Thiago Silva, who plays for Chelsea in the English Premier League, also used social networks to declare his support for Bolsonaro, sharing messages parallel to Bolsonaro’s campaign slogans.

God, country, family and freedom.I hope that democracy is respected and that everyone can exercise their citizenship freely.

Another famed player in Brazil, Daniel Alves, used the slogan on his Instagram page:


View this post on Instagram


A post shared by Daniel Alves (@danialves)

Rivaldo, a champion with the national team in the Japan-South Korea 2002 World Cup, also used social media to support the pro-Bolsonaro vote:

“The sins of a nation make they always change their rulers, but the order is kept with a wise and sensible leader” — Proverbs 28:2

Ronaldo de Assis Moreira, better known as Ronaldinho Gaucho, also a champion in the 2002 World Cup, is another footballer linked to Bolsonaro.

The former president appointed him Tourism Ambassador in 2019, and had files related to negotiations on his release sealed for 100 years, after being accused of travelling with a false passport to Paraguay in 2020.

Pro-Lula players

On the flip-side, president-elect Lula, a die-hard Corinthians fan, also had current, retired players, and former coaches supporting his candidacy.

Juninho Pernambucano, better known for his time on the French team Olympique Lyonnais, said in an interview for the newspaper El Pais, back in 2018, he felt revolted when he saw footballers supporting the right-wing and Bolsonaro.

When the interviewer asked him to draw parallels between football and politics, he answered,

O futebol está tão perdido quanto o Brasil. A diferença é que o futebol ainda tem o talento a seu favor e pode demorar menos para sair do buraco.

Football is as lost as Brazil. The difference is that football still has talent on its side and it may take less time to get out of the hole.

In this year's election, he engaged in Lula's campaign and even claimed on a Twitter post he was the one on the phone with Lula right after his victory was confirmed:

It was me on the line congratulating and asking bless to papa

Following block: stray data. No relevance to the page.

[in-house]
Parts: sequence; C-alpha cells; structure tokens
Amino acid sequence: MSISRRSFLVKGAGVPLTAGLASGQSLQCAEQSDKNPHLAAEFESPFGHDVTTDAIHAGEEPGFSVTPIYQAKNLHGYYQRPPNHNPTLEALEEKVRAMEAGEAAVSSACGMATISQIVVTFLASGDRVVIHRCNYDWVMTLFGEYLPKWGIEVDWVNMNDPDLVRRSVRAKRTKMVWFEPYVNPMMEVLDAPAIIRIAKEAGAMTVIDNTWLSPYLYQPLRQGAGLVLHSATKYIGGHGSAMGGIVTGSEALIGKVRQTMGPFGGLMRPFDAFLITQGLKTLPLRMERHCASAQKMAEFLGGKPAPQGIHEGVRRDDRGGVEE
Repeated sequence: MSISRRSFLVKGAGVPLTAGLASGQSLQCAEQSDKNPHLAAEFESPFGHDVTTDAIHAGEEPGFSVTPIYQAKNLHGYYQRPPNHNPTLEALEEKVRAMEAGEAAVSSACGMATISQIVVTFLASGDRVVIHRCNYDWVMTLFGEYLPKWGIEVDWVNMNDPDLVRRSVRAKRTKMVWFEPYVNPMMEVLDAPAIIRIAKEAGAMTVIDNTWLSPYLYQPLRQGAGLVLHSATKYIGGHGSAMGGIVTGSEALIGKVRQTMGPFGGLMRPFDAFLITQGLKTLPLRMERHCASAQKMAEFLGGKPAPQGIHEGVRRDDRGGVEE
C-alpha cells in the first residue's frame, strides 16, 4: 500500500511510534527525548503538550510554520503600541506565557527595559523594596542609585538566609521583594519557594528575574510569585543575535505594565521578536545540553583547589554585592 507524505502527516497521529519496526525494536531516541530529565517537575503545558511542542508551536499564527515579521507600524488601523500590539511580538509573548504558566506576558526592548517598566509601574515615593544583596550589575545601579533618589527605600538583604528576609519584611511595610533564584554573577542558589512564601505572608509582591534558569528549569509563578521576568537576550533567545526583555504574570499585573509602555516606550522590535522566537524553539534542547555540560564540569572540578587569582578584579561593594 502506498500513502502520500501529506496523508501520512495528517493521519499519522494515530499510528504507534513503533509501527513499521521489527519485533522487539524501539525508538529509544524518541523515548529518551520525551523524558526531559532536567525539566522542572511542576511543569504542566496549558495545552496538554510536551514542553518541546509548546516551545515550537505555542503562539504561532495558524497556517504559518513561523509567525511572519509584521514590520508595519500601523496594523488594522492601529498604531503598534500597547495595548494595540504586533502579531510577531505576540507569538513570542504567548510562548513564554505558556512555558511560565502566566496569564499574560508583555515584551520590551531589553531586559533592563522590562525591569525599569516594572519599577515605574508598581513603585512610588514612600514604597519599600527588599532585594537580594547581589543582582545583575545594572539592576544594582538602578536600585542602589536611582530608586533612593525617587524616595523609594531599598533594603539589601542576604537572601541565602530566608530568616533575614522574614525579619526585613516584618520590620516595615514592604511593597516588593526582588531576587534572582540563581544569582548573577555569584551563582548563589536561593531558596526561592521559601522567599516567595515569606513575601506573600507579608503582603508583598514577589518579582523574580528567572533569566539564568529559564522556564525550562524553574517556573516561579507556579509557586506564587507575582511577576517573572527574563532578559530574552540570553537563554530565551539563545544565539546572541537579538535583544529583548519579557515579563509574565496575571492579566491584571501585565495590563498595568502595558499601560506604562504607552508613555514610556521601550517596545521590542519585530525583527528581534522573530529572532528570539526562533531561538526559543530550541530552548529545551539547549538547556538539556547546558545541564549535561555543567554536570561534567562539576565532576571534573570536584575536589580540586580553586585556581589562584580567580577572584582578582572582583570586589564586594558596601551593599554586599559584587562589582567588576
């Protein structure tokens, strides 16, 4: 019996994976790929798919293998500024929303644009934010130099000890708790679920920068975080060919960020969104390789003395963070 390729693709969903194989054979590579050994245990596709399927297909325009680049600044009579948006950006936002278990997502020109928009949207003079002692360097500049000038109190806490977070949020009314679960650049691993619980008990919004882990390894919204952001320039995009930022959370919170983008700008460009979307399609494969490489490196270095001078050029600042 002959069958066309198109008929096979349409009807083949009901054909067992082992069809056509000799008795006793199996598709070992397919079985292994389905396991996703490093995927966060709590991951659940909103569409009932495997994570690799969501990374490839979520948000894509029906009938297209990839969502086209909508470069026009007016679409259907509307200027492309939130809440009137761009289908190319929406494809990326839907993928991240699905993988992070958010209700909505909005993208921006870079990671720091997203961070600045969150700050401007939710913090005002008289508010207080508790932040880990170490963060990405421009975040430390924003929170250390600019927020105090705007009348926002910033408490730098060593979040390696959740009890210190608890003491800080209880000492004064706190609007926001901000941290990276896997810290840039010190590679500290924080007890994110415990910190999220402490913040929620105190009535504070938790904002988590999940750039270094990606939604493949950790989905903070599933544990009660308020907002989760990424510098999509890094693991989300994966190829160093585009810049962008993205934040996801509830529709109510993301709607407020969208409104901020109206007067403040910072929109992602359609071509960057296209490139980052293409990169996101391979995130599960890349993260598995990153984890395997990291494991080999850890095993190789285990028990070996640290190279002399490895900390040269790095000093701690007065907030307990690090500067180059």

Raí, another retired footballer, made the hand gesture referencing Lula and showing support to him during his speech at the international award ceremony named after his older brother, Corinthians’ idol Socrates. He is part of the government transition team now.

The “Socrates Award” — a FIFA award which honours football players involved in social causes — was awarded to the Senegalese player, Sadio Mane in its inaugural edition.

Among those of the new generation pro-Lula are Igor Julião, who plays in Portugal, and Paulinho, a Bayern Leverkusen player in Germany, who made history when celebrating a goal with Brazil's national team honouring Exu:

The greatest president in history is back

Vanderlei Luxemburgo, a Brazilian coach who led the Brazilian team and Real Madrid, also supported Lula:

Congratulations @lulaoficial! Brazil deserves to be happy again. Thanks to every Brazilian who got into the field and played as they never done before achieving this victory. #LulaPresidentOfBrazil

Brazil is the only national team present at every edition of the World Cup and the one with more titles so far — five in total — and one of the top contenders for the 2022 Cup.

Even with the elections over, the country remains divided, with protesters crying for military intervention. A recent poll shows that one in every four Brazilians says to be resentful with the yellow jersey because of politics, and in the streets it doesn't feel like World Cup season as it used to, as journalist Fabio Victor pointed:

The end of the year approaches. We're a few days aways of a World Cup. In another times, there would be euphoria and party everywhere. But the streets continue with a funeral mood. The country got so sick in these past four years that the convalescence will be long too, a sadness.